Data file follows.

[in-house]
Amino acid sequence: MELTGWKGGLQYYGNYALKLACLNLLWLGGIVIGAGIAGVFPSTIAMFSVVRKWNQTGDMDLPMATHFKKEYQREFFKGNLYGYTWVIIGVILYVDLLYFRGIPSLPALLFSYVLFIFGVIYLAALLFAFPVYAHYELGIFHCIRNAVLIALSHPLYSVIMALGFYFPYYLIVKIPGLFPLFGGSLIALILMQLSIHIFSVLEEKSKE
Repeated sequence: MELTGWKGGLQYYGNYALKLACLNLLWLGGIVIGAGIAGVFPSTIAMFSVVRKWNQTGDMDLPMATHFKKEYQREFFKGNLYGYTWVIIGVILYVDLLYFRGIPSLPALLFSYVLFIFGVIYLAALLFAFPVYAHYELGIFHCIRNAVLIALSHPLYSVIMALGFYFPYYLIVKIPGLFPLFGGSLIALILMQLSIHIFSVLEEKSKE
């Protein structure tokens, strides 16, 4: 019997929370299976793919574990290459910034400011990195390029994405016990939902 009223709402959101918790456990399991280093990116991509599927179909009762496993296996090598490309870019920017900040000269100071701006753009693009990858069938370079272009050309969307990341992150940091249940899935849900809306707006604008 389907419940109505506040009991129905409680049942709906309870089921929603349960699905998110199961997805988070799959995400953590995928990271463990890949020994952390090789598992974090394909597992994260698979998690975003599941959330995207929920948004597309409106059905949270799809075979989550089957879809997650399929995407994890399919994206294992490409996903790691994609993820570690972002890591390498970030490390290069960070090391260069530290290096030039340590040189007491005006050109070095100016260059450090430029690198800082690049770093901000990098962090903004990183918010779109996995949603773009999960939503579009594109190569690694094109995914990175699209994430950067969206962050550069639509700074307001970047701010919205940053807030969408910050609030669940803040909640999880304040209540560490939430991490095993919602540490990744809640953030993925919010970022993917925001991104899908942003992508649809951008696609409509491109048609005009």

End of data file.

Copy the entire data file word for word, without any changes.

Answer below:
[in-house]
Amino acid sequence: MELTGWKGGLQYYGNYALKLACLNLLWLGGIVIGAGIAGVFPSTIAMFSVVRKWNQTGDMDLPMATHFKKEYQREFFKGNLYGYTWVIIGVILYVDLLYFRGIPSLPALLFSYVLFIFGVIYLAALLFAFPVYAHYELGIFHCIRNAVLIALSHPLYSVIMALGFYFPYYLIVKIPGLFPLFGGSLIALILMQLSIHIFSVLEEKSKE
Repeated sequence: MELTGWKGGLQYYGNYALKLACLNLLWLGGIVIGAGIAGVFPSTIAMFSVVRKWNQTGDMDLPMATHFKKEYQREFFKGNLYGYTWVIIGVILYVDLLYFRGIPSLPALLFSYVLFIFGVIYLAALLFAFPVYAHYELGIFHCIRNAVLIALSHPLYSVIMALGFYFPYYLIVKIPGLFPLFGGSLIALILMQLSIHIFSVLEEKSKE
């Protein structure tokens, strides 16, 4: 019997929370299976793919574990290459910034400011990195390029994405016990939902 009223709402959101918790456990399991280093990116991509599927179909009762496993296996090598490309870019920017900040000269100071701006753009693009990858069938370079272009050309969307990341992150940091249940899935849900809306707006604008 389907419940109505506040009991129905409680049942709906309870089921929603349960699905998110199961997805988070799959995400953590995928990271463990890949020994952390090789598992974090394909597992994260698979998690975003599941959330995207929920948004597309409106059905949270799809075979989550089957879809997650399929995407994890399919994206294992490409996903790691994609993820570690972002890591390498970030490390290069960070090391260069530290290096030039340590040189007491005006050109070095100016260059450090430029690198800082690049770093901000990098962090903004990183918010779109996995949603773009999960939503579009594109190569690694094109995914990175699209994430950067969206962050550069639509700074307001970047701010919205940053807030969408910050609030669940803040909640999880304040209540560490939430991490095993919602540490990744809640953030993925919010970022993917925001991104899908942003992508649809951008696609409509491109048609005009």